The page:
Hong Kong Starts Formal Consultations on Its Future Democracy – Donald Greenlees
From International Herald Tribune:
Days after the July 1 celebrations marking 10 years of Chinese sovereignty, the Hong Kong government embarked Wednesday on a formal consultation with the city’s people on the kind of democracy this semi-autonomous corner of China might adopt.
The government promised to spend three months listening to the views of Hong Kong’s seven million people over how to implement long-frustrated ambitions for the direct popular election of the government’s chief executive and the legislature.
A consultation paper on constitutional development released by the government on Wednesday surveys several options for overhauling the current system, in which the chief executive is chosen by a largely pro-Beijing committee and half the legislative seats are reserved for special interest groups. [Full Text]
Read also the remarks by the Chief Executive, Mr Donald Tsang, to the press on the publication of the Green Paper on Constitutional Development and the remarks by the Chief Secretary for Administration, Mr Henry Tang, on the Green Paper on Constitutional Development at the Legislative Council:
The HKSAR Government will publish a “Green Paper on Constitutional Development” (the Green Paper) later today to consult the public on the models, roadmap and timetable for electing the Chief Executive (CE) and for forming the Legislative Council (Legco) by universal suffrage. This represents a significant milestone of Hong Kong’s constitutional development.
Since 2004, the people of Hong Kong and the community have been discussing widely and expressing views on the issue of constitutional development. This bottom-up approach of public engagement has provided a solid foundation for the public consultation on the Green Paper to be launched today.
The Basic Law prescribes the ultimate aim of implementing universal suffrage for the CE and Legco in the light of the actual situation in the HKSAR and in accordance with the principle of gradual and orderly progress. The Basic Law has prescribed this aim for Hong Kong, which must be, and will be, attained.
To take forward Hong Kong’s constitutional development towards the aim of universal suffrage, the CE initiated the discussion on universal suffrage through the Commission on Strategic Development (the Commission) in November 2005. The Commission comprises representatives of different sectors of the community, including professionals, academics, businessmen, representatives from different political parities, Legco Members, trade unionists and businessmen etc. The Commission has provided an open forum for taking forward discussions within the community.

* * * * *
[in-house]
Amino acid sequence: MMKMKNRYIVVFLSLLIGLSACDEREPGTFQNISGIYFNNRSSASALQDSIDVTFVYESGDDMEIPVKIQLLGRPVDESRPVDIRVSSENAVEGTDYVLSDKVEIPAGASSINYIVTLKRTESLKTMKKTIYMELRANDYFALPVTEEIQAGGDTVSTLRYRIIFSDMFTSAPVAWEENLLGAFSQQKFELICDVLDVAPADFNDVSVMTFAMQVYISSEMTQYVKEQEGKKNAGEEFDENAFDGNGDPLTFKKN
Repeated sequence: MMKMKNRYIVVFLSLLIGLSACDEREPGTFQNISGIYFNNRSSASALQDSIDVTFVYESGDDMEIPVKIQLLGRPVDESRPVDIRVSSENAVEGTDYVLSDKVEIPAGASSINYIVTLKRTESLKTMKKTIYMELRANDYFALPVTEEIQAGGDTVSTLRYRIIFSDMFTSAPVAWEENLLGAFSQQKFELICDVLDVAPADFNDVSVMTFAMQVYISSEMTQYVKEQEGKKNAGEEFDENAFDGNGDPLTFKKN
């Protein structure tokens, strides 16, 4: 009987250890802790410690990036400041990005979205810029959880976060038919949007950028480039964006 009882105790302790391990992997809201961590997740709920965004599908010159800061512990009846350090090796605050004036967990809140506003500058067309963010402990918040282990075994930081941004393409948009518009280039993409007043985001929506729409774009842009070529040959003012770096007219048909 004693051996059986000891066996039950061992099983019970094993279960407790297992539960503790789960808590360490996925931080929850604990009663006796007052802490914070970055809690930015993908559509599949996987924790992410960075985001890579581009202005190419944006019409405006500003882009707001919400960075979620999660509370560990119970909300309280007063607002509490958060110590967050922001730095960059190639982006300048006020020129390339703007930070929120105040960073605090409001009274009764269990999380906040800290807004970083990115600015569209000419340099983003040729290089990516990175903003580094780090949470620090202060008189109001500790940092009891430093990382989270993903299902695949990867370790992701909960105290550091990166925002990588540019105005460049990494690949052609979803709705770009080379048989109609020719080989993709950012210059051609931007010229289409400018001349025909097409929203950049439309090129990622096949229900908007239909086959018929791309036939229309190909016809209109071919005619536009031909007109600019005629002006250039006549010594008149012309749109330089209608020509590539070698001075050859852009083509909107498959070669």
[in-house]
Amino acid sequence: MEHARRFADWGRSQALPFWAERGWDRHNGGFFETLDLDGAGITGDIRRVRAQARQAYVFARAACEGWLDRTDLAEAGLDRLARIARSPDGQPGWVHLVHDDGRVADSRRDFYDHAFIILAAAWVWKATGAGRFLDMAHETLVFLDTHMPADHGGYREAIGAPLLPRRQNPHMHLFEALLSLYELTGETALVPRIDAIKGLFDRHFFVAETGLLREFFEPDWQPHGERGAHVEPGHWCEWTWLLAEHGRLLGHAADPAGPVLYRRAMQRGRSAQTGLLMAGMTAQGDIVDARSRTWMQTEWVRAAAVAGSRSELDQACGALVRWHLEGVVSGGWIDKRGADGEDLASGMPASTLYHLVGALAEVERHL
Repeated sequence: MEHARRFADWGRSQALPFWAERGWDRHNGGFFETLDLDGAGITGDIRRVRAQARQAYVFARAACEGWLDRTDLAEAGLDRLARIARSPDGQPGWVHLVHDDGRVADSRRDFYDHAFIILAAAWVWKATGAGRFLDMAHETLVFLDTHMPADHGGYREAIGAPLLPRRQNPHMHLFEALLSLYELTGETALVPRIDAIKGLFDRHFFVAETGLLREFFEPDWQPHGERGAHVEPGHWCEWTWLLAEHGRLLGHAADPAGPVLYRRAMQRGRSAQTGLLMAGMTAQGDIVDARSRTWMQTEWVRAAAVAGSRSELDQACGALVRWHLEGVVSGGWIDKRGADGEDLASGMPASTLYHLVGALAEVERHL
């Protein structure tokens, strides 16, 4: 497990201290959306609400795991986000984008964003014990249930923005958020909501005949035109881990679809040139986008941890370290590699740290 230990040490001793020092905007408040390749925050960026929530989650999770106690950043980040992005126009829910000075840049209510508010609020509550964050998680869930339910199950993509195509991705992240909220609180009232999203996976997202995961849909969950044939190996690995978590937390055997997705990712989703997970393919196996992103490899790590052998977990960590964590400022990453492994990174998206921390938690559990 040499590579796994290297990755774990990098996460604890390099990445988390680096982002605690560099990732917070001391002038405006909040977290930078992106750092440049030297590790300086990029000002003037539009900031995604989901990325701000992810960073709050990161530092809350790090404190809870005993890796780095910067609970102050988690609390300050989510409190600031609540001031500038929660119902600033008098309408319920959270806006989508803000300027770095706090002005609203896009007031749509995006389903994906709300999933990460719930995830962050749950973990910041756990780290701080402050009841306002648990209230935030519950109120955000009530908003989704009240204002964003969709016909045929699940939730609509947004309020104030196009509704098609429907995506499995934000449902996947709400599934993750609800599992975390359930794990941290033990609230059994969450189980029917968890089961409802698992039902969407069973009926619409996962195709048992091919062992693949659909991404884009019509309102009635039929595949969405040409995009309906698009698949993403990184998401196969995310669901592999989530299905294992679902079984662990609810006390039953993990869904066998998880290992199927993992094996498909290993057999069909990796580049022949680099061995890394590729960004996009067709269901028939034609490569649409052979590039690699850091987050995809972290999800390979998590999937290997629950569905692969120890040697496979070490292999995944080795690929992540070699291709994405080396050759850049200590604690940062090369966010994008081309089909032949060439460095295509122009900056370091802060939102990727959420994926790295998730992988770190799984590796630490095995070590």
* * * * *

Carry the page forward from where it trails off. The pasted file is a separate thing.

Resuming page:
During his election campaign early this year, the CE had made it clear that he would endeavour to take forward discussions within the community on the issue of universal suffrage. He had also undertaken to publish the Green Paper in mid-2007 to consult the public for three months on the options, roadmap and timetable for implementing universal suffrage.
The new term HKSAR Government has just been formed on July 1. Its first major task is to initiate and promote formal discussion on universal suffrage by the community. By the time we publish the Green Paper today, we have already been discussing various proposals for implementing universal suffrage in the Commission for 20 months. The Hong Kong community will already have an appreciable level of understanding of the issues involved, and this will provide a good basis for carrying out the public consultation exercise.
The Green Paper
Madam President, let me briefly introduce the content of the Green Paper.
The Green Paper has been prepared on the basis of the discussions of the Commission and the community in the past 20 months. All proposals received are covered by the Green Paper. At this stage, the HKSAR Government has not formed any specific views on the way forward or ruled out any options.
To facilitate public discussion, we have categorised the proposals received and have presented them in the Green Paper as three types of options for implementing universal suffrage for electing the CE and for forming LegCo respectively. In formulating the options, our considerations are that the coverage of the options should be sufficiently wide to help facilitate public understanding of the issues involved, provide broad scope for discussion, and enable consensus to be formed.